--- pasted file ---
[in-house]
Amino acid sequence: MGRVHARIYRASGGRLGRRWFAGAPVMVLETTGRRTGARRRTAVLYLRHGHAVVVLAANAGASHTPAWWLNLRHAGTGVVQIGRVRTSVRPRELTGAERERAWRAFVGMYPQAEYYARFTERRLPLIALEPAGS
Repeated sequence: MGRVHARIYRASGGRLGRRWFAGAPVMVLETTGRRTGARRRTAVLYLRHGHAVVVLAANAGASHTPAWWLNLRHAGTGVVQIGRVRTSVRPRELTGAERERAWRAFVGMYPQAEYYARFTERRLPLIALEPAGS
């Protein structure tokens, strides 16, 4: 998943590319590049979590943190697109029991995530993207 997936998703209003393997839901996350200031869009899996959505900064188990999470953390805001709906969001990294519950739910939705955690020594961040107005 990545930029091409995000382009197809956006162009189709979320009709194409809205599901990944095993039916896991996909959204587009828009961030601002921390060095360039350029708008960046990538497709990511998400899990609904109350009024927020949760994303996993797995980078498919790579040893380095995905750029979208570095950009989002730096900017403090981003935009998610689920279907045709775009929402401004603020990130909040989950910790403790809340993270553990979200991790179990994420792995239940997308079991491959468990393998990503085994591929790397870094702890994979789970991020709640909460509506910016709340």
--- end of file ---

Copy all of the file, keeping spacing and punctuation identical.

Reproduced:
[in-house]
Amino acid sequence: MGRVHARIYRASGGRLGRRWFAGAPVMVLETTGRRTGARRRTAVLYLRHGHAVVVLAANAGASHTPAWWLNLRHAGTGVVQIGRVRTSVRPRELTGAERERAWRAFVGMYPQAEYYARFTERRLPLIALEPAGS
Repeated sequence: MGRVHARIYRASGGRLGRRWFAGAPVMVLETTGRRTGARRRTAVLYLRHGHAVVVLAANAGASHTPAWWLNLRHAGTGVVQIGRVRTSVRPRELTGAERERAWRAFVGMYPQAEYYARFTERRLPLIALEPAGS
């Protein structure tokens, strides 16, 4: 998943590319590049979590943190697109029991995530993207 997936998703209003393997839901996350200031869009899996959505900064188990999470953390805001709906969001990294519950739910939705955690020594961040107005 990545930029091409995000382009197809956006162009189709979320009709194409809205599901990944095993039916896991996909959204587009828009961030601002921390060095360039350029708008960046990538497709990511998400899990609904109350009024927020949760994303996993797995980078498919790579040893380095995905750029979208570095950009989002730096900017403090981003935009998610689920279907045709775009929402401004603020990130909040989950910790403790809340993270553990979200991790179990994420792995239940997308079991491959468990393998990503085994591929790397870094702890994979789970991020709640909460509506910016709340």